• • In physics, mechanical energy is the sum of potential energy and kinetic energy and present in the components of a mechanical system. It is the energy associated with the motion and position of an object. The law of conservation of energy states that in an isolated system that is only subject to conservative forces, like the gravitational force, the mechanical energy is constant.
    • • Nuclear power is the use of sustained nuclear fission to generate heat and electricity. Nuclear power plants provide about 6% of the world's energy and 13–14% of the world's electricity, with the U.S., France, and Japan together accounting for about 50% of nuclear generated electricity. In 2007, the IAEA reported there were 439 nuclear power reactors in operation in the world, operating in 31 countries. Also, more than 150 naval vessels using nuclear propulsion have been built.
    • • Geothermal energy is thermal energy generated and stored in the Earth. Thermal energy is the energy that determines the temperature of matter. The Geothermal energy of the Earth's crust originates from the original formation of the planet (20%) and from radioactive decay of minerals (80%). The geothermal gradient, which is the difference in temperature between the core of the planet and its surface, drives a continuous conduction of thermal energy in the form of heat from the core to the surface.
    • • Thermal energy is the part of the total internal energy of a thermodynamic system or sample of matter that results in the system temperature. This quantity may be difficult to determine or even meaningless unless the system has attained its temperature only through cooling, and not been subjected to work input or output, or any other energychanging processes.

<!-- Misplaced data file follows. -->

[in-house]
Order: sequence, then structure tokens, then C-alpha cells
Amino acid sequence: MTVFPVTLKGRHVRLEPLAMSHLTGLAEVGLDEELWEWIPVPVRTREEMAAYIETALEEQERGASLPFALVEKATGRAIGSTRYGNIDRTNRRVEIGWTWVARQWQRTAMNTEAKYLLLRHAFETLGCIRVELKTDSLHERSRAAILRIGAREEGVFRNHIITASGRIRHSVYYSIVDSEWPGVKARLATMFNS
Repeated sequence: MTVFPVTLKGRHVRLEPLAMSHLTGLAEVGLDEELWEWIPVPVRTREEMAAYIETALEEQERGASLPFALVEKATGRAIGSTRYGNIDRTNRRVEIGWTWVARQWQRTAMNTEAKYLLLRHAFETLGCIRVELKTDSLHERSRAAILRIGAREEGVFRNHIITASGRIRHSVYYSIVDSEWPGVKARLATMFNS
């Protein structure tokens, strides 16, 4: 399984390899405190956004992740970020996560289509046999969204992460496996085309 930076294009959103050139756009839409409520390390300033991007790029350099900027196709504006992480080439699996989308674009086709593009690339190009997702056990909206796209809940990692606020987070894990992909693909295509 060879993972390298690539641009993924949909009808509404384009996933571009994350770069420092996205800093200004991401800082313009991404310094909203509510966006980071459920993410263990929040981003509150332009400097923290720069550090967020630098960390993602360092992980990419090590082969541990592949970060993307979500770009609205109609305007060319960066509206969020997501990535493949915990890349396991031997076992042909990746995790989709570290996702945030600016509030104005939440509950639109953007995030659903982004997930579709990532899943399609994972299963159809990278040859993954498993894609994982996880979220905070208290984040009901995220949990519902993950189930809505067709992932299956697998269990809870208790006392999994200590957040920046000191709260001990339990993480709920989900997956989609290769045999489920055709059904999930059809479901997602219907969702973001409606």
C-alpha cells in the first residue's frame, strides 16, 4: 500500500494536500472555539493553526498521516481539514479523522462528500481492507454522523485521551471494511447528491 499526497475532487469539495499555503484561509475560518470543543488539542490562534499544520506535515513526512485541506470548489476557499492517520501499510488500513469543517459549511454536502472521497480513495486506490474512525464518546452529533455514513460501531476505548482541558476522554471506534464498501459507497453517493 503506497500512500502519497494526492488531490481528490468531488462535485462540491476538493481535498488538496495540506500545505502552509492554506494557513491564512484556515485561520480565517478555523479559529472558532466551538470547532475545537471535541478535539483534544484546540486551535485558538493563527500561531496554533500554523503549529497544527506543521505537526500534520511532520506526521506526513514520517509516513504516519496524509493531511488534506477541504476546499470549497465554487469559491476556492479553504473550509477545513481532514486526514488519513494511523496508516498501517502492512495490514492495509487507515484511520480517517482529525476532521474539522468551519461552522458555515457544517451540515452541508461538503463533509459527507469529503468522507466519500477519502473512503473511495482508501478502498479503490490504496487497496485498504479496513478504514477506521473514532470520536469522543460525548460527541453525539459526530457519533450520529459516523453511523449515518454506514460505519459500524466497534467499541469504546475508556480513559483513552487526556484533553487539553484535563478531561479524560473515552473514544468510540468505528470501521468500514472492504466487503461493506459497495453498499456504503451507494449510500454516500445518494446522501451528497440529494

• • Hydropower or water power is power derived from the energy of falling water, which may be harnessed for useful purposes. Since ancient times, hydropower has been used for irrigation and the operation of various mechanical devices, such as watermills, sawmills, textile mills, dock cranes, domestic lifts and paint making.
    • • In physical cosmology and astronomy, dark energy is a hypothetical form of energy that permeates all of space and tends to accelerate the expansion of the universe. Dark energy is the most accepted hypothesis to explain observations since the 1990s that indicate that the universe is expanding at an accelerating rate. In the standard model of cosmology, dark energy currently accounts for 73% of the total mass–energy of the universe.
    • • A steam turbine is a device that extracts thermal energy from pressurized steam and uses it to do mechanical work on a rotating output shaft. Its modern manifestation was invented by Sir Charles Parsons in 1884. Because the turbine generates rotary motion, it is particularly suited to be used to drive an electrical generator – about 90% of all electricity generation in the United States (1996) is by use of steam turbines.
    • • The kinetic energy of an object is the energy which it possesses due to its motion. It is defined as the work needed to accelerate a body of a given mass from rest to its stated velocity. Having gained this energy during its acceleration, the body maintains this kinetic energy unless its speed changes. The same amount of work is done by the body in decelerating from its current speed to a state of rest.
    • • Have your heating system professionally checked on a regular basis. • Get a carbon monoxide detector for your own safety and so leaks don’t increase your energy bill.
    • Natural Gas Saving Tips
    • • If a faucet drips at a rate of 1 drop per second, you can waste 2,700 gal. per year. • The average daily indoor water use for a single family home with no water-conserving fixtures is 74 gal.